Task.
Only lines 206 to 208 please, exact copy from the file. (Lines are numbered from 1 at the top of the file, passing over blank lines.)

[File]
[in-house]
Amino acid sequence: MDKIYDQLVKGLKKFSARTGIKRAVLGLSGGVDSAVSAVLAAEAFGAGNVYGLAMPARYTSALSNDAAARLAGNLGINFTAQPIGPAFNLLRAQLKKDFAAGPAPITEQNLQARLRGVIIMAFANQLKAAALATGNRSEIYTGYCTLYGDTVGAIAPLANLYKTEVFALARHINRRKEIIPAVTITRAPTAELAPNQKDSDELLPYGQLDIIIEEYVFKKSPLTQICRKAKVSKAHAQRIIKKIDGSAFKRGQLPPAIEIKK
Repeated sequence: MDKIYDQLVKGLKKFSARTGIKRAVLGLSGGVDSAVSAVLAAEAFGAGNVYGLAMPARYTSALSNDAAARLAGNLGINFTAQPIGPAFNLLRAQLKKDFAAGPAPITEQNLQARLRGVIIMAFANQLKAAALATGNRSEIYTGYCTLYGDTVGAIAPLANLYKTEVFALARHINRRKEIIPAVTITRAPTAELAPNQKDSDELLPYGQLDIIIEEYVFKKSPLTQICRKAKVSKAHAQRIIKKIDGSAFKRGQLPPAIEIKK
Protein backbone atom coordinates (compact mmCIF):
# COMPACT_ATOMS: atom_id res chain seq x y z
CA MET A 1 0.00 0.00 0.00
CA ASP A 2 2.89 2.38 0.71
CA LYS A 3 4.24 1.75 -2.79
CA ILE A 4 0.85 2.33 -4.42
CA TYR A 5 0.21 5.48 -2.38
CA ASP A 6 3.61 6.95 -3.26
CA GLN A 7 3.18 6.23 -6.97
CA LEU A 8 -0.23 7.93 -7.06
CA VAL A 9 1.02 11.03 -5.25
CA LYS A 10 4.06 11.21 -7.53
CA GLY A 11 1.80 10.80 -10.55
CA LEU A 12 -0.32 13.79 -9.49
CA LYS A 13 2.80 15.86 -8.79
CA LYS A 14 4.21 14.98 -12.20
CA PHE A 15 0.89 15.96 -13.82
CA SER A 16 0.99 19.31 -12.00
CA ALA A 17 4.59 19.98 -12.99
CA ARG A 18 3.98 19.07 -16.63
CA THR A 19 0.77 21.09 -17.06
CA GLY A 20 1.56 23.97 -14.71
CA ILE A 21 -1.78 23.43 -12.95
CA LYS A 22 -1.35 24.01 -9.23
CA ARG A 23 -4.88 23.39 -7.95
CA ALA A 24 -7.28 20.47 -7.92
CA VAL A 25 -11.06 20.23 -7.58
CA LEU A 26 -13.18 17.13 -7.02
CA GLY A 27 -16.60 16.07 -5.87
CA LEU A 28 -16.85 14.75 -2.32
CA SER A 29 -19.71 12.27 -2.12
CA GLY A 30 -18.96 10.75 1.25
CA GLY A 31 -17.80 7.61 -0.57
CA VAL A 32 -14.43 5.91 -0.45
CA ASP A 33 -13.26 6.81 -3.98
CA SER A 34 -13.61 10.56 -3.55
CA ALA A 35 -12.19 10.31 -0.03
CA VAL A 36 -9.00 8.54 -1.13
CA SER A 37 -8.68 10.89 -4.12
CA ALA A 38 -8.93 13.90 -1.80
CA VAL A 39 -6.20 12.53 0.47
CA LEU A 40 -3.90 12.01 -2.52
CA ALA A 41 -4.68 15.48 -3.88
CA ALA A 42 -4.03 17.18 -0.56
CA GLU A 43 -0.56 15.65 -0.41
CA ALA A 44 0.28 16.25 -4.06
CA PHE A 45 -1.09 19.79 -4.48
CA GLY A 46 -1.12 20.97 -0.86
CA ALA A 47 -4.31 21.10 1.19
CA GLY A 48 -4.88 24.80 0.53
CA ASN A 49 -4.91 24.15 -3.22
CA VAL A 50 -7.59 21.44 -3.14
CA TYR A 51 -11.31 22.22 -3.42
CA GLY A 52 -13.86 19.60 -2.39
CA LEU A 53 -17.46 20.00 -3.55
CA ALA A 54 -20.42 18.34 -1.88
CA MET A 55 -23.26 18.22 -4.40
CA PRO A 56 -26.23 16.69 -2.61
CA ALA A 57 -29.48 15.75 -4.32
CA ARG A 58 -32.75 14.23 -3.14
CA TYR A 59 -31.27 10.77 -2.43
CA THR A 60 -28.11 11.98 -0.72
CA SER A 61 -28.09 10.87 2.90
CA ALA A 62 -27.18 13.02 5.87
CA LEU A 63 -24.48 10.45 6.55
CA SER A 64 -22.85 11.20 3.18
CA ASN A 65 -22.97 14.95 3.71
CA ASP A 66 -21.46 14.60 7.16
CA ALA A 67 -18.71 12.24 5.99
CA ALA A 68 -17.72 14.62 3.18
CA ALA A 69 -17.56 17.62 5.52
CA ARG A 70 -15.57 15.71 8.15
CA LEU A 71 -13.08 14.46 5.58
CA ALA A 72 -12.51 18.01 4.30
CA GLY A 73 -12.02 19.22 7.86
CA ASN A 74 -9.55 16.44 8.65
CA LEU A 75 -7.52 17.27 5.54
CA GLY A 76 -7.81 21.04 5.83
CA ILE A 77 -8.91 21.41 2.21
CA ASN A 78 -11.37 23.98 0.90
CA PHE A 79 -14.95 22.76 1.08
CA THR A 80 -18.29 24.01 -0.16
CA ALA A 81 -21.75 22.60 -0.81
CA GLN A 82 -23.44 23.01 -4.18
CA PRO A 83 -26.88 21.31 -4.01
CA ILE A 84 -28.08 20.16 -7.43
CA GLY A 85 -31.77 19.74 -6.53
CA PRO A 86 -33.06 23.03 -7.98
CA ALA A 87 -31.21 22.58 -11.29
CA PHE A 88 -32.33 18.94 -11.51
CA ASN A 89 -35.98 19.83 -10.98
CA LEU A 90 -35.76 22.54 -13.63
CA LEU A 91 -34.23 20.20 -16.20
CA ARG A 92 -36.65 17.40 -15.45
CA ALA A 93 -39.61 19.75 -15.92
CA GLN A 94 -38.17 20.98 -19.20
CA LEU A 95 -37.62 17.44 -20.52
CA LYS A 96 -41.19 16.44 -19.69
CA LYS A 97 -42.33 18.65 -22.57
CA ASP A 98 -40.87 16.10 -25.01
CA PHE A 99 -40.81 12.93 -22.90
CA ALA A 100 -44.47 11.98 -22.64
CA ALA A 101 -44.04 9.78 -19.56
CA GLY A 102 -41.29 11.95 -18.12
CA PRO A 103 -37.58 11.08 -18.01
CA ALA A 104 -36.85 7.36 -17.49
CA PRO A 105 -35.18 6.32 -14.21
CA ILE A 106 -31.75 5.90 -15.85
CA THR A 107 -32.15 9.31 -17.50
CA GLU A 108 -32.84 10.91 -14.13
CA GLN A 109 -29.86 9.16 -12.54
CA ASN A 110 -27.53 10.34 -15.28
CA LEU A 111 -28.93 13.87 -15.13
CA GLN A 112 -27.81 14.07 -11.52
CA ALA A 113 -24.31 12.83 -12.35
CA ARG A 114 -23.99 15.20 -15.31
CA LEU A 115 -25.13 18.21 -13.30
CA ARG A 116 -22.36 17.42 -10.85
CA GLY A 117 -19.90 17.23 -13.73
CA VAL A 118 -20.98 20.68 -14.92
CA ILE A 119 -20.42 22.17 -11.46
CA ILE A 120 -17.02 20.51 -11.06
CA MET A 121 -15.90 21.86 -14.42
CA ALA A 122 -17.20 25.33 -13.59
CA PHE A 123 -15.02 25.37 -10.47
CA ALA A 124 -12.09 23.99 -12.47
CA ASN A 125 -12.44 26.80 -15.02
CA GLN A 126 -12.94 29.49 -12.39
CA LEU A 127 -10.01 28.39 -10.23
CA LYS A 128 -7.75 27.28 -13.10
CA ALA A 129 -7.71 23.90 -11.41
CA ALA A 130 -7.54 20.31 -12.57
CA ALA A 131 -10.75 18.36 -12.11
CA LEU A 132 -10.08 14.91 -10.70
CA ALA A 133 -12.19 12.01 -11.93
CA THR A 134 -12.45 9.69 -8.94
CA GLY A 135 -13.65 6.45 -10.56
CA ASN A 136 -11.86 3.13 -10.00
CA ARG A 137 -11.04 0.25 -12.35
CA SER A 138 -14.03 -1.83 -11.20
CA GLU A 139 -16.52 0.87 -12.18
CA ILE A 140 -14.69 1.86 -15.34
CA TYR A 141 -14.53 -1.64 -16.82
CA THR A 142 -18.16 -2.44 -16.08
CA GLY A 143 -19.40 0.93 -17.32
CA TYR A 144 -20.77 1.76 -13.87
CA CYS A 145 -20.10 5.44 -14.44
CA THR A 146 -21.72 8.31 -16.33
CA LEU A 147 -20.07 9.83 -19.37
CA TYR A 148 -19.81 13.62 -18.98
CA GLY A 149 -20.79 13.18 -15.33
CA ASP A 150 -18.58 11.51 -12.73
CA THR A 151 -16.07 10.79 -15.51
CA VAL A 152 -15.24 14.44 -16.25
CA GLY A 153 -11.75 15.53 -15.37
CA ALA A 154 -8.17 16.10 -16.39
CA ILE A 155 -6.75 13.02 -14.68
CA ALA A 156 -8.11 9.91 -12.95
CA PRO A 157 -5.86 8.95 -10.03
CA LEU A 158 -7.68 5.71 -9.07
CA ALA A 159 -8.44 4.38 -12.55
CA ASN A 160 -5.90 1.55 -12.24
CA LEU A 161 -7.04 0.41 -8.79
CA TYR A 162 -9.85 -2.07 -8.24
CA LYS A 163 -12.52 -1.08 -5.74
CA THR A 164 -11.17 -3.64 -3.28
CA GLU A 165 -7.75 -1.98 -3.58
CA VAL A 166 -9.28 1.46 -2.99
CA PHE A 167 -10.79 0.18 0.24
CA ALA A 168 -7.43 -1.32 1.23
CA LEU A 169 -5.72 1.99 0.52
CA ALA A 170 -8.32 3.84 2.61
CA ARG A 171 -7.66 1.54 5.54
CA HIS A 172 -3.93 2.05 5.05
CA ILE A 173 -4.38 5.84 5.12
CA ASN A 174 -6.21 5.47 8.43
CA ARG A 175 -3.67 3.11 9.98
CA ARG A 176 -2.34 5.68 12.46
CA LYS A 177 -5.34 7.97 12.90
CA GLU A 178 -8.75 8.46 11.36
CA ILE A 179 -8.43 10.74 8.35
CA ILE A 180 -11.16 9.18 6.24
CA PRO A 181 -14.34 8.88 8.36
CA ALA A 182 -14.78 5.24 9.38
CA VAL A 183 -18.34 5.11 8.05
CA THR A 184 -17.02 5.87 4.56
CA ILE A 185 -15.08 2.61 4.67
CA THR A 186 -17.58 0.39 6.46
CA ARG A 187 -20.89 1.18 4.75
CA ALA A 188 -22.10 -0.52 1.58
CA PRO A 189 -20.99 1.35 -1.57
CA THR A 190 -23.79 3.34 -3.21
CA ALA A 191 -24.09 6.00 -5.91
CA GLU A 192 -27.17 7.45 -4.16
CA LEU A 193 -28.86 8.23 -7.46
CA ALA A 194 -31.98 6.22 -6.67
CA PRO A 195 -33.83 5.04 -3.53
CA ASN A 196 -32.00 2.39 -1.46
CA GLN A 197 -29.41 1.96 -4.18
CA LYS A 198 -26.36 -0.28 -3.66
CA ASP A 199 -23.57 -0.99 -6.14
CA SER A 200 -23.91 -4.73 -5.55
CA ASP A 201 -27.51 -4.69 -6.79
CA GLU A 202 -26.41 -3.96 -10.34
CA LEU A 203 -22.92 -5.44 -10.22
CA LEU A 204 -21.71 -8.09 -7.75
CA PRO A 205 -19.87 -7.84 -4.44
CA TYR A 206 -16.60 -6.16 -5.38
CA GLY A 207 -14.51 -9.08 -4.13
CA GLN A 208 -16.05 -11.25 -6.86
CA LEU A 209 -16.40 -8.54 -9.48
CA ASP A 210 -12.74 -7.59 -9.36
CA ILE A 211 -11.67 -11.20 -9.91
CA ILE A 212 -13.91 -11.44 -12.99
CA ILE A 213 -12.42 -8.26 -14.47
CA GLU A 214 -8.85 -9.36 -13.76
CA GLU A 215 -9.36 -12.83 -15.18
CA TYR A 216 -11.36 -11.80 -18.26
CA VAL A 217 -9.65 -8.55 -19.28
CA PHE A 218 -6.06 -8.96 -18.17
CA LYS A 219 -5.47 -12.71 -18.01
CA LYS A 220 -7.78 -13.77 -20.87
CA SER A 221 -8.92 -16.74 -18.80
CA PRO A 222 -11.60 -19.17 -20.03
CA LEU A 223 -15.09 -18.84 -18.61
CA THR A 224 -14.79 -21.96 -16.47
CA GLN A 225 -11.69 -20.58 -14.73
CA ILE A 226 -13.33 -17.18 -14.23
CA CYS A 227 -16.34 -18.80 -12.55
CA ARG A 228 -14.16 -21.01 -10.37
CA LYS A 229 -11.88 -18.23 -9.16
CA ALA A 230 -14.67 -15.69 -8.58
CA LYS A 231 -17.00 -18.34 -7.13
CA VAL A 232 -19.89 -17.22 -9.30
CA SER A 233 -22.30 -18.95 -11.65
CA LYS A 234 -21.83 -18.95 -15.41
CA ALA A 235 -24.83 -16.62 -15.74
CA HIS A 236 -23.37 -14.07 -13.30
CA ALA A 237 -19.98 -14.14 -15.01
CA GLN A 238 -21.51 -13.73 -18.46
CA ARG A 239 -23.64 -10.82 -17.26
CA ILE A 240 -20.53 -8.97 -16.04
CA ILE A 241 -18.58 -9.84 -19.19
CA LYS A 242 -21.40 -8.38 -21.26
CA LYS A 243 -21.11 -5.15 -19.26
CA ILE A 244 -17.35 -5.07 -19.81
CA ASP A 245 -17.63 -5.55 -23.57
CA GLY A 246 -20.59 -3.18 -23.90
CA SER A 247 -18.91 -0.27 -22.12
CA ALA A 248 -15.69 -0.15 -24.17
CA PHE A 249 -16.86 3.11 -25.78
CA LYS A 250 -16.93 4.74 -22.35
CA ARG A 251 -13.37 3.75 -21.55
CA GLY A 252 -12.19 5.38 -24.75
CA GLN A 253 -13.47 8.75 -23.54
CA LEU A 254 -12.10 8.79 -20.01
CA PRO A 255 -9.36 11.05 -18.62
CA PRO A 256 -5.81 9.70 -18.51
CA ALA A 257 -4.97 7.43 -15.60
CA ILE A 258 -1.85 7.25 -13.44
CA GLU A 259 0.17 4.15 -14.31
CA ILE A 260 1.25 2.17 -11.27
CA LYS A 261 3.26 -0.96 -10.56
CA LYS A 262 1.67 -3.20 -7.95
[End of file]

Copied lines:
CA ASP A 201 -27.51 -4.69 -6.79
CA GLU A 202 -26.41 -3.96 -10.34
CA LEU A 203 -22.92 -5.44 -10.22